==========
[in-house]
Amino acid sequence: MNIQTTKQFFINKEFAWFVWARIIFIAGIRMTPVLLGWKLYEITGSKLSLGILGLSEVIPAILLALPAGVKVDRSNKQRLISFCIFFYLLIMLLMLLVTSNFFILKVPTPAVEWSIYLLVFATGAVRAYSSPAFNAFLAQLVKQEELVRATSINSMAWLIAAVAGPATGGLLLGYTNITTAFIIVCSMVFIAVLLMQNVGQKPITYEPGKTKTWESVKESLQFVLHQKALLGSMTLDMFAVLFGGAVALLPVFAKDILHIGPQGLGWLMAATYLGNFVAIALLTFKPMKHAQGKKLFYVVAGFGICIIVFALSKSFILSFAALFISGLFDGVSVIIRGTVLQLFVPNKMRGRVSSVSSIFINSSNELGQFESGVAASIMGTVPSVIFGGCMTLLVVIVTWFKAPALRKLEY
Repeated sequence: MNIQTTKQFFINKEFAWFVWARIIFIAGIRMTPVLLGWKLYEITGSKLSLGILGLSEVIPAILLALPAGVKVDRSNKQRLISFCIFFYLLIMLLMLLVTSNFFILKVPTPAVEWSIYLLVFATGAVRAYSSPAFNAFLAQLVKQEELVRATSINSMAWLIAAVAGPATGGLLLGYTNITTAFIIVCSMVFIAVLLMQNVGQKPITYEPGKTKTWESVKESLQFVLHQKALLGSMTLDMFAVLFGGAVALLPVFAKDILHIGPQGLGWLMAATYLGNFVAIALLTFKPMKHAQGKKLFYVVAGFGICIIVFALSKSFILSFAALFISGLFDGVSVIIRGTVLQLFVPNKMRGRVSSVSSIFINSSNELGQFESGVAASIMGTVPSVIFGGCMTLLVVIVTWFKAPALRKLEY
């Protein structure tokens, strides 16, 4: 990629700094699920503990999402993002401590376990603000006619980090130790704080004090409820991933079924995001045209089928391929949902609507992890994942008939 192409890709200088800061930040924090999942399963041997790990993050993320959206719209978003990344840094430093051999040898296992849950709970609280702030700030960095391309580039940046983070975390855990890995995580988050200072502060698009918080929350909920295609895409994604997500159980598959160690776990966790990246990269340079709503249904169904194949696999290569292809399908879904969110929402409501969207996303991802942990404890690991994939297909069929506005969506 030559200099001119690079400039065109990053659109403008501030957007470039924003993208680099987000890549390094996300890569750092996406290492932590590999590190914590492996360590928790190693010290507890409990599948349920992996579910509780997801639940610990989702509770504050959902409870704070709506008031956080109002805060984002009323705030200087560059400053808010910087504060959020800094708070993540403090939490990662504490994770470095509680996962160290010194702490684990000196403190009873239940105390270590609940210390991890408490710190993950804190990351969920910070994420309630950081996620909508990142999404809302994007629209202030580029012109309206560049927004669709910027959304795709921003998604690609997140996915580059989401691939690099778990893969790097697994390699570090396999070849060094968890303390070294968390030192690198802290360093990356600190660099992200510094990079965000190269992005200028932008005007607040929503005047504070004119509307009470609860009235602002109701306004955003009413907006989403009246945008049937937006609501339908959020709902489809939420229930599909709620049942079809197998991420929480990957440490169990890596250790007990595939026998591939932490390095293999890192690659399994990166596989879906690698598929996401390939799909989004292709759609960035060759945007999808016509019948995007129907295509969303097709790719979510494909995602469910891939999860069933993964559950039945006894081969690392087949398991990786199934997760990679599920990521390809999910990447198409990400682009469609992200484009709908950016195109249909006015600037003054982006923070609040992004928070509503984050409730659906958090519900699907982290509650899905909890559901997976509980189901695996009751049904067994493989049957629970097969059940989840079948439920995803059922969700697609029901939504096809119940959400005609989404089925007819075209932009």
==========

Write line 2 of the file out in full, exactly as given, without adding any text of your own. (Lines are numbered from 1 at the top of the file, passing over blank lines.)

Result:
Amino acid sequence: MNIQTTKQFFINKEFAWFVWARIIFIAGIRMTPVLLGWKLYEITGSKLSLGILGLSEVIPAILLALPAGVKVDRSNKQRLISFCIFFYLLIMLLMLLVTSNFFILKVPTPAVEWSIYLLVFATGAVRAYSSPAFNAFLAQLVKQEELVRATSINSMAWLIAAVAGPATGGLLLGYTNITTAFIIVCSMVFIAVLLMQNVGQKPITYEPGKTKTWESVKESLQFVLHQKALLGSMTLDMFAVLFGGAVALLPVFAKDILHIGPQGLGWLMAATYLGNFVAIALLTFKPMKHAQGKKLFYVVAGFGICIIVFALSKSFILSFAALFISGLFDGVSVIIRGTVLQLFVPNKMRGRVSSVSSIFINSSNELGQFESGVAASIMGTVPSVIFGGCMTLLVVIVTWFKAPALRKLEY